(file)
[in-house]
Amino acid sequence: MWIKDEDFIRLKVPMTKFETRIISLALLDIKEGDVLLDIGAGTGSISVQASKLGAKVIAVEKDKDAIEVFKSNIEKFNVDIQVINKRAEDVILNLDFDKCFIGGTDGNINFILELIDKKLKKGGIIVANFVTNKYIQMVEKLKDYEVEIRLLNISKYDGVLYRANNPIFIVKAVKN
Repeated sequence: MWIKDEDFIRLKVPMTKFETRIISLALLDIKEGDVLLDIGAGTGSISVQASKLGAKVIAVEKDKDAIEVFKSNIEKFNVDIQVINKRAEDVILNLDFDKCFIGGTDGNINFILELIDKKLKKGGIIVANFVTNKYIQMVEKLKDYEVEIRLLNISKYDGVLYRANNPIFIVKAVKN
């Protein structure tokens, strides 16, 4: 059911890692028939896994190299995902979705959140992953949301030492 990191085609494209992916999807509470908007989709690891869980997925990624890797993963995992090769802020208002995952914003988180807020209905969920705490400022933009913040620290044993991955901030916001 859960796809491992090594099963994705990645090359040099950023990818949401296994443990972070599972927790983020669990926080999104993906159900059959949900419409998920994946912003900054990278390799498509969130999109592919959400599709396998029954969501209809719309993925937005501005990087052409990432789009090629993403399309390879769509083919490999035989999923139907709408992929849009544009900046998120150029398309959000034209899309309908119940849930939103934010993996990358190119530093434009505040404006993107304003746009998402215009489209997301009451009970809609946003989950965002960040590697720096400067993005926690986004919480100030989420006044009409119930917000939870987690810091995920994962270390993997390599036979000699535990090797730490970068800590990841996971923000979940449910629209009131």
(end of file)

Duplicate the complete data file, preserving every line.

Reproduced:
[in-house]
Amino acid sequence: MWIKDEDFIRLKVPMTKFETRIISLALLDIKEGDVLLDIGAGTGSISVQASKLGAKVIAVEKDKDAIEVFKSNIEKFNVDIQVINKRAEDVILNLDFDKCFIGGTDGNINFILELIDKKLKKGGIIVANFVTNKYIQMVEKLKDYEVEIRLLNISKYDGVLYRANNPIFIVKAVKN
Repeated sequence: MWIKDEDFIRLKVPMTKFETRIISLALLDIKEGDVLLDIGAGTGSISVQASKLGAKVIAVEKDKDAIEVFKSNIEKFNVDIQVINKRAEDVILNLDFDKCFIGGTDGNINFILELIDKKLKKGGIIVANFVTNKYIQMVEKLKDYEVEIRLLNISKYDGVLYRANNPIFIVKAVKN
């Protein structure tokens, strides 16, 4: 059911890692028939896994190299995902979705959140992953949301030492 990191085609494209992916999807509470908007989709690891869980997925990624890797993963995992090769802020208002995952914003988180807020209905969920705490400022933009913040620290044993991955901030916001 859960796809491992090594099963994705990645090359040099950023990818949401296994443990972070599972927790983020669990926080999104993906159900059959949900419409998920994946912003900054990278390799498509969130999109592919959400599709396998029954969501209809719309993925937005501005990087052409990432789009090629993403399309390879769509083919490999035989999923139907709408992929849009544009900046998120150029398309959000034209899309309908119940849930939103934010993996990358190119530093434009505040404006993107304003746009998402215009489209997301009451009970809609946003989950965002960040590697720096400067993005926690986004919480100030989420006044009409119930917000939870987690810091995920994962270390993997390599036979000699535990090797730490970068800590990841996971923000979940449910629209009131």